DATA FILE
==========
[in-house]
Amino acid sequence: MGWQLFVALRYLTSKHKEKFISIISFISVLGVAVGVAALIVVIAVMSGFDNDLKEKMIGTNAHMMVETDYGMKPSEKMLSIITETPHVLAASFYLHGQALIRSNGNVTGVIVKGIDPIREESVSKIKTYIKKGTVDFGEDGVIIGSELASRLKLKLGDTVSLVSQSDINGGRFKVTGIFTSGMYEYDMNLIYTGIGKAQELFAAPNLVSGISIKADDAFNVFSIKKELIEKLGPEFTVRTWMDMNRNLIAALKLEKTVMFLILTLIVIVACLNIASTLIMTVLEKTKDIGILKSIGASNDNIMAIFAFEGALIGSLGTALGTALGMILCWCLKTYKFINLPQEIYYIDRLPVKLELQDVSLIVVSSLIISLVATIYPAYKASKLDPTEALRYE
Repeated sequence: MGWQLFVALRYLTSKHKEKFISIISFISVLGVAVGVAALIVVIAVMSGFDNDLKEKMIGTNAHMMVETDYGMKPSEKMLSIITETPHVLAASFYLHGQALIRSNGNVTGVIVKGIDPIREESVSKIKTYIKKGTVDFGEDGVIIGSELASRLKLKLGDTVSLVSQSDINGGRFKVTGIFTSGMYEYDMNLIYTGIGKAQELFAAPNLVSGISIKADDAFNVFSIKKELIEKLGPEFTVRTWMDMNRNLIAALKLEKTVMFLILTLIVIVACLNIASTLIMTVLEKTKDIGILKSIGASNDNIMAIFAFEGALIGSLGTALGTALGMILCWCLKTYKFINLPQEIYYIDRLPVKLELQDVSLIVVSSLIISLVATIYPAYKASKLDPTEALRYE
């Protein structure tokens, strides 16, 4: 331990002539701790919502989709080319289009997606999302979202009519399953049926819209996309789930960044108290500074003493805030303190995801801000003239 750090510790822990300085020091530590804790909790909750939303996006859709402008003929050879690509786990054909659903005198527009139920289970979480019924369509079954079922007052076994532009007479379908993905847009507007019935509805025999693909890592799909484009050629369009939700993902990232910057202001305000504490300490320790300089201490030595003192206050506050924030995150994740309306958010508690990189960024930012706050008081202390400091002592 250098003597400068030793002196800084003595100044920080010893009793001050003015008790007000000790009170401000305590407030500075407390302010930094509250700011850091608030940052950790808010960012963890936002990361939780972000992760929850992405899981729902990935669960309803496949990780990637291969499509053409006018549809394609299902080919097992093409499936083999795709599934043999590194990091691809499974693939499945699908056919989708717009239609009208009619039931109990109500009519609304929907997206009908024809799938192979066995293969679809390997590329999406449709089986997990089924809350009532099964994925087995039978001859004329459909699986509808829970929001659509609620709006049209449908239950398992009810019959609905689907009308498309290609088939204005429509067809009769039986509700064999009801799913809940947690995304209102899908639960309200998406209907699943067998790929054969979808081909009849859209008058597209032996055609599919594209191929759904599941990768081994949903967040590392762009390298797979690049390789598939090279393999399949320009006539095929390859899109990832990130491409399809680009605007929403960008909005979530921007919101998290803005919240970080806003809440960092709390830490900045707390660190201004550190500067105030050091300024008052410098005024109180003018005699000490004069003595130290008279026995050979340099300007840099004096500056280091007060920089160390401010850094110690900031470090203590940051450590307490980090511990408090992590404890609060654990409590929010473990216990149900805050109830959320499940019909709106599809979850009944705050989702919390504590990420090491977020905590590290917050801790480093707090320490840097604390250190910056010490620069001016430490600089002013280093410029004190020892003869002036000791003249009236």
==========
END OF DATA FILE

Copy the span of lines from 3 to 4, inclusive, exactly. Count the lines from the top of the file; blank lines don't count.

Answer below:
Repeated sequence: MGWQLFVALRYLTSKHKEKFISIISFISVLGVAVGVAALIVVIAVMSGFDNDLKEKMIGTNAHMMVETDYGMKPSEKMLSIITETPHVLAASFYLHGQALIRSNGNVTGVIVKGIDPIREESVSKIKTYIKKGTVDFGEDGVIIGSELASRLKLKLGDTVSLVSQSDINGGRFKVTGIFTSGMYEYDMNLIYTGIGKAQELFAAPNLVSGISIKADDAFNVFSIKKELIEKLGPEFTVRTWMDMNRNLIAALKLEKTVMFLILTLIVIVACLNIASTLIMTVLEKTKDIGILKSIGASNDNIMAIFAFEGALIGSLGTALGTALGMILCWCLKTYKFINLPQEIYYIDRLPVKLELQDVSLIVVSSLIISLVATIYPAYKASKLDPTEALRYE
């Protein structure tokens, strides 16, 4: 331990002539701790919502989709080319289009997606999302979202009519399953049926819209996309789930960044108290500074003493805030303190995801801000003239 750090510790822990300085020091530590804790909790909750939303996006859709402008003929050879690509786990054909659903005198527009139920289970979480019924369509079954079922007052076994532009007479379908993905847009507007019935509805025999693909890592799909484009050629369009939700993902990232910057202001305000504490300490320790300089201490030595003192206050506050924030995150994740309306958010508690990189960024930012706050008081202390400091002592 250098003597400068030793002196800084003595100044920080010893009793001050003015008790007000000790009170401000305590407030500075407390302010930094509250700011850091608030940052950790808010960012963890936002990361939780972000992760929850992405899981729902990935669960309803496949990780990637291969499509053409006018549809394609299902080919097992093409499936083999795709599934043999590194990091691809499974693939499945699908056919989708717009239609009208009619039931109990109500009519609304929907997206009908024809799938192979066995293969679809390997590329999406449709089986997990089924809350009532099964994925087995039978001859004329459909699986509808829970929001659509609620709006049209449908239950398992009810019959609905689907009308498309290609088939204005429509067809009769039986509700064999009801799913809940947690995304209102899908639960309200998406209907699943067998790929054969979808081909009849859209008058597209032996055609599919594209191929759904599941990768081994949903967040590392762009390298797979690049390789598939090279393999399949320009006539095929390859899109990832990130491409399809680009605007929403960008909005979530921007919101998290803005919240970080806003809440960092709390830490900045707390660190201004550190500067105030050091300024008052410098005024109180003018005699000490004069003595130290008279026995050979340099300007840099004096500056280091007060920089160390401010850094110690900031470090203590940051450590307490980090511990408090992590404890609060654990409590929010473990216990149900805050109830959320499940019909709106599809979850009944705050989702919390504590990420090491977020905590590290917050801790480093707090320490840097604390250190910056010490620069001016430490600089002013280093410029004190020892003869002036000791003249009236």